by Kim Kelly



There’s been a fair bit flying around the net lately on the value or lack thereof of romantic fiction, amid the usual squawking in and around so-called women’s literature generally. Why isn’t romance taken seriously? Why isn’t it front and centre at the Sydney Writers Festival, goddammit! Can you even use ‘women’ and ‘literature’ in the same sentence? Did I just say that?

I’m not even entirely sure what romance is. In a superficial sense, I suppose it’s a story with girl-boy goosh at its heart. Isn’t it? One in which the heroine weeps, waits and sighs heavily across one thousand and fifty-seven shades of sexual desire, towards every conceivable climax, from a chaste kiss at the threshold of marriage to hot and sweaty action on the back of a black stallion at a gallop across the dales.

I write romance, so I’m told. I like to think I write stories that hold love – its power and its possibilities – at the centre of the human experience. I do this mostly because this is what I believe and how I live my real life. I also find the vaulting arc of a romantic narrative most excellent fun to write.

Will he ever hold her in his arms again? Damn straight, he will. It’s the best adventure there is.

But not all readers of romance like my novels. They are a peskily discerning lot. Rural fiction fans have been disappointed that my storylines don’t focus so much on the land as a plot driver; more traditional romance readers don’t like that the word ‘fuck’ usually appears within the first few chapters, along with way too much stinky masculine point-of-view; and Australian historical romance aficionados have been left cold by my at times irreverent deconstruction of some of the most sacred icons of our national mythology.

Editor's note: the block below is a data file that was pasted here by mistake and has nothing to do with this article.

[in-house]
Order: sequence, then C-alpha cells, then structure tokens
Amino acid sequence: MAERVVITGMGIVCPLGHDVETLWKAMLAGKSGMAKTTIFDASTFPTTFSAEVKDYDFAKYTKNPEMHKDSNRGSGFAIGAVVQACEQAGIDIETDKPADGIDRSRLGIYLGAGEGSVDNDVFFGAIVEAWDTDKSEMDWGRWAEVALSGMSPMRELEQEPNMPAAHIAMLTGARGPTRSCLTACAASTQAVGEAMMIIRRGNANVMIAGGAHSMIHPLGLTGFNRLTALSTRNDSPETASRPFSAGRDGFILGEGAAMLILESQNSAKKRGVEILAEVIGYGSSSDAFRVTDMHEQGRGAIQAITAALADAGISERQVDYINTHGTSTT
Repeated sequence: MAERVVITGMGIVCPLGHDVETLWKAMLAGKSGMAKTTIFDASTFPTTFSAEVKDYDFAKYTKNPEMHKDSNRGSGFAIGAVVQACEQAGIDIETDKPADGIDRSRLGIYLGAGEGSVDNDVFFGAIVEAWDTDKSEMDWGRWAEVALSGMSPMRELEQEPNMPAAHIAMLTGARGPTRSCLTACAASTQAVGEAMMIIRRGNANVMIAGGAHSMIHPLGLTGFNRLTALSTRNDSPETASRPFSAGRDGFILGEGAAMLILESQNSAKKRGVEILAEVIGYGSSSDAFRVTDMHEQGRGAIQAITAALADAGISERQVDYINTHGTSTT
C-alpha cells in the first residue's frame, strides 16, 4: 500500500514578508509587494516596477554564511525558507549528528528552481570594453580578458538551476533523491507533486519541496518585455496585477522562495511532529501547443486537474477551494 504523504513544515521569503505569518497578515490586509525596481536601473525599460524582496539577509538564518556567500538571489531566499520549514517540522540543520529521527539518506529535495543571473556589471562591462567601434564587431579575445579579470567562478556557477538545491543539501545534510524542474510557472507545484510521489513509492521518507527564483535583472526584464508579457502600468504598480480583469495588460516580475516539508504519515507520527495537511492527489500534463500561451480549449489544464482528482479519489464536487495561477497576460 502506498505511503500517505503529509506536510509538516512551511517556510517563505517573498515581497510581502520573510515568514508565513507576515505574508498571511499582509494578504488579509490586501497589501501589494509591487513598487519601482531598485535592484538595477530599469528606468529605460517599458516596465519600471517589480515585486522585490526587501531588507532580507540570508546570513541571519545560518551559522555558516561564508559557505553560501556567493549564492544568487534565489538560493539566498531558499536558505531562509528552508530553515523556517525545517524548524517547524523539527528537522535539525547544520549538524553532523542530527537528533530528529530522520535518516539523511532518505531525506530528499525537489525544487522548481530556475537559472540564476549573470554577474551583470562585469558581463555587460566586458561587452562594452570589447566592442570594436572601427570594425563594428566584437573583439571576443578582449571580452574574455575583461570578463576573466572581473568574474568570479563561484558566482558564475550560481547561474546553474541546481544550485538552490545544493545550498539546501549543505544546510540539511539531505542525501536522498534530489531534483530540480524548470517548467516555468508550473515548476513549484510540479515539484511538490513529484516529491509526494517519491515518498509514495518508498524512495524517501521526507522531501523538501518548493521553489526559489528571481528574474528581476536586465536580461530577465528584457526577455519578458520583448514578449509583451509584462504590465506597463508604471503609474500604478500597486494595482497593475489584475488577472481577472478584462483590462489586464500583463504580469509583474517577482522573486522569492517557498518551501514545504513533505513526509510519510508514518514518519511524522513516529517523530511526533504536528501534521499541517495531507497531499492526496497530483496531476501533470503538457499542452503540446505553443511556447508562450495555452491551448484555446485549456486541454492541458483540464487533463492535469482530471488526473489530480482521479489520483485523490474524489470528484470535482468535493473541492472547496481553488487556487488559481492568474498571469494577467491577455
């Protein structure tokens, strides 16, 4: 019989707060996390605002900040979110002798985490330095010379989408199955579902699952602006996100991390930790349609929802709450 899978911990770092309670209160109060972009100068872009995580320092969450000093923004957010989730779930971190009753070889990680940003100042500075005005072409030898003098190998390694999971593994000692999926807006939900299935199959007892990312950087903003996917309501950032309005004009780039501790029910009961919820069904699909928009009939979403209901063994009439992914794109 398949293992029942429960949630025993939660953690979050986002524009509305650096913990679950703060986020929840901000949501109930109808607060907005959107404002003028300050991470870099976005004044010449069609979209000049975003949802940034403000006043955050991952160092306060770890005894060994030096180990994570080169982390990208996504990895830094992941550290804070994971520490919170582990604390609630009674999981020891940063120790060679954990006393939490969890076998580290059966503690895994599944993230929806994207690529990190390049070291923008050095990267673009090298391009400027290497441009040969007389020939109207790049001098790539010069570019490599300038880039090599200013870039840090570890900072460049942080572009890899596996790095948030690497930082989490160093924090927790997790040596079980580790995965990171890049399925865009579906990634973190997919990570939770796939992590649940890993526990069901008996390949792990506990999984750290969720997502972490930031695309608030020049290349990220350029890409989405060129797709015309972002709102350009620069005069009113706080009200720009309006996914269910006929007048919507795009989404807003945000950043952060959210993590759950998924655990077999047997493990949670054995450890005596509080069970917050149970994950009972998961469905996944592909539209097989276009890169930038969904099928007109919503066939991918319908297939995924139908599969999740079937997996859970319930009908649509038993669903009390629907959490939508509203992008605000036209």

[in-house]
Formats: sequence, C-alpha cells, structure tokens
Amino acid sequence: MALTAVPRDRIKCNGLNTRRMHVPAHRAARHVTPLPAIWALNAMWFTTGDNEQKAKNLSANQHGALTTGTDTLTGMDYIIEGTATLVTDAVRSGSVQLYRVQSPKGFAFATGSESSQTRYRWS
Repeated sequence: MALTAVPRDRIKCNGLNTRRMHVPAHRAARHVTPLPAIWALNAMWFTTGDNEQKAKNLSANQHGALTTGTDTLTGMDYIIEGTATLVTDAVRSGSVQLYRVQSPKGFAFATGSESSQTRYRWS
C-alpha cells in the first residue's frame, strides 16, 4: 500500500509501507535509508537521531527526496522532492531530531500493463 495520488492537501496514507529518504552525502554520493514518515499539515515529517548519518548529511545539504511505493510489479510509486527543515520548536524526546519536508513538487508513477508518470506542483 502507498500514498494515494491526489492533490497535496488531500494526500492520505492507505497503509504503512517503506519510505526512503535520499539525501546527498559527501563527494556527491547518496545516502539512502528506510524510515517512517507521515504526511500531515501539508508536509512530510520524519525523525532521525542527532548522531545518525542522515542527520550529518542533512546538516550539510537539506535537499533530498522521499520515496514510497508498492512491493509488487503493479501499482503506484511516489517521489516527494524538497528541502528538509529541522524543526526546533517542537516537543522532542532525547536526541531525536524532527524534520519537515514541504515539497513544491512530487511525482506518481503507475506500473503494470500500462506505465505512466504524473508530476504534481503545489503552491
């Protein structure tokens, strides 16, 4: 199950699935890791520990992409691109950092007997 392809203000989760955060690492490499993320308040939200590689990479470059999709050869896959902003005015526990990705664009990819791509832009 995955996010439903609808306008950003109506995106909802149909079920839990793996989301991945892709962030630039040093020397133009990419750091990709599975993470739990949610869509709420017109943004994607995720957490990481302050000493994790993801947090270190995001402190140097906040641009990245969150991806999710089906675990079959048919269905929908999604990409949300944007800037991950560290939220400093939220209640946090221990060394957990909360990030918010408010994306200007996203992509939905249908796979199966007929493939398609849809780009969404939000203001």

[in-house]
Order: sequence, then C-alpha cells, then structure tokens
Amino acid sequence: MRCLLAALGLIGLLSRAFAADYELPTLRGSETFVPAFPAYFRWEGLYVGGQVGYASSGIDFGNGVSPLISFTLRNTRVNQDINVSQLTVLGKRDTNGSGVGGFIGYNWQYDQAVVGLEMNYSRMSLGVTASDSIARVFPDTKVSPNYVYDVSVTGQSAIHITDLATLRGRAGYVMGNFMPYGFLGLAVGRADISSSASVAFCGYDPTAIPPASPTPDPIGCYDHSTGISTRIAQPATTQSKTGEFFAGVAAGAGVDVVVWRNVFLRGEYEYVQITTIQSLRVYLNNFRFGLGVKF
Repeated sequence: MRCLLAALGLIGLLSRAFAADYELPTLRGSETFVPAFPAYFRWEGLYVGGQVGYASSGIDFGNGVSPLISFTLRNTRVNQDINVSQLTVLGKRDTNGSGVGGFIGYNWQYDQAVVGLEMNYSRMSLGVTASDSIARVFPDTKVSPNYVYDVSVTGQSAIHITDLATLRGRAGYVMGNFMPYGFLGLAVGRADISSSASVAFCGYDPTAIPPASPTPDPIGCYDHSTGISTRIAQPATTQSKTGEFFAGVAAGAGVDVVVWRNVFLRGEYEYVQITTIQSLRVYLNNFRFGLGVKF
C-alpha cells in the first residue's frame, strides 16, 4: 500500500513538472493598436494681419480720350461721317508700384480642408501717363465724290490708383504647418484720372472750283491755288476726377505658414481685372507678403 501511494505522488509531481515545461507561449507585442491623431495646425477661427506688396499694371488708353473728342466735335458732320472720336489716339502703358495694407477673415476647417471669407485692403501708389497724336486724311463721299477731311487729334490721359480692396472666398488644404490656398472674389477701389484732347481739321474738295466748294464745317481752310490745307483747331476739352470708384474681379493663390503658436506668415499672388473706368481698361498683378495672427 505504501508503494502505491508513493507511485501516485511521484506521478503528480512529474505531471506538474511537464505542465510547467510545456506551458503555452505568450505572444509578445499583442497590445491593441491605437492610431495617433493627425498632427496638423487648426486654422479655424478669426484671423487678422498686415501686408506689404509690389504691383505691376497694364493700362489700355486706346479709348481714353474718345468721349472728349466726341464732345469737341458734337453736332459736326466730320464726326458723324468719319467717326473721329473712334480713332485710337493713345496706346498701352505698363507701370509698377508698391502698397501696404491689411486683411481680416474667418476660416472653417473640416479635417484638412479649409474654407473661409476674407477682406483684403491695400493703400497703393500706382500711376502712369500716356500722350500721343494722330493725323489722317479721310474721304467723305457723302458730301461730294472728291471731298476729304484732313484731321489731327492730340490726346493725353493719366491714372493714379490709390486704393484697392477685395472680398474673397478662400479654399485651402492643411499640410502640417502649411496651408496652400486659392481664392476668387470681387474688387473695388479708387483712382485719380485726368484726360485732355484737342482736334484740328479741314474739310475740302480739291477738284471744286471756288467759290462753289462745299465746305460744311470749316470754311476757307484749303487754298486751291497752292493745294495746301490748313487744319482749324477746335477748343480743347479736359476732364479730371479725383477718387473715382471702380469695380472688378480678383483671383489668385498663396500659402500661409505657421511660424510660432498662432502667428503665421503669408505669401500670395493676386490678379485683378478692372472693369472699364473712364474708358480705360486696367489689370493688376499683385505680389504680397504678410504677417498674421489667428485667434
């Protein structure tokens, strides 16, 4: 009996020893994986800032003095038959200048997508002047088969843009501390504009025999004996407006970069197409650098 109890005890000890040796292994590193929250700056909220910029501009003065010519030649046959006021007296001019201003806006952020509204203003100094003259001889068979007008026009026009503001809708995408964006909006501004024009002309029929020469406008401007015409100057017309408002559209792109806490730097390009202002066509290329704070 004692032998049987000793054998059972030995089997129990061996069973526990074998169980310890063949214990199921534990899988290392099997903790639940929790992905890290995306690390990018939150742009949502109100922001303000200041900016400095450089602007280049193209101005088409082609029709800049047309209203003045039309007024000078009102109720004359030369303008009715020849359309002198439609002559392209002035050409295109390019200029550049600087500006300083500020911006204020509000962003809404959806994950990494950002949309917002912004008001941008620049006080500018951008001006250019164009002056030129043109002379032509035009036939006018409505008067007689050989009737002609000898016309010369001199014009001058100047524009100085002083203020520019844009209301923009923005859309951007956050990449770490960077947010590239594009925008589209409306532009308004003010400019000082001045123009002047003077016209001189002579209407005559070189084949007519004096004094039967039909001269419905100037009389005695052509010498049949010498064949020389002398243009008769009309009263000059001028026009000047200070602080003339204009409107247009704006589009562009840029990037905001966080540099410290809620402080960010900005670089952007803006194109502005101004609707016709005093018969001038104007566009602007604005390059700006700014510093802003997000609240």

The cynical among us might say that I only use romance as a vehicle to peddle my pinko ideas of social justice and equity by stealth upon an unsuspecting audience of fluffheads. And awch – that one hurts. Not.

All writers of romantic fiction are accused by our self-appointed gatekeepers of culture and taste of using sentimentality to manipulate readers. As if fiction isn’t entirely the art of manipulation. As if all writers of fiction aren’t professional bovine excrementalists.

These gatekeepers tie themselves up in knots of great complexity in the attempt to describe the specialness and worth of real proper literature as it contrasts with so-called genre fiction (oh lordy how I despise that g-word). Literary fiction is untamed, it’s convention-stretching, it’s exploratory, and experimental. As if sci-fi, fantasy, romance or crime thrillers can never be any of these things.

On the other hand, romance is as easily described as it is dismissed. Romance is cliché ridden, poorly written, predictable, devoid of any intellectual depth and only for the feeble-minded.

Who are these feeble-minded people buying all this trash then? Who comprise this largest reading market in the entire freaking world?


Disparaging romance out of hand then (especially if one as freely admits to never having read any) is just another form of disparaging women. Isn’t it?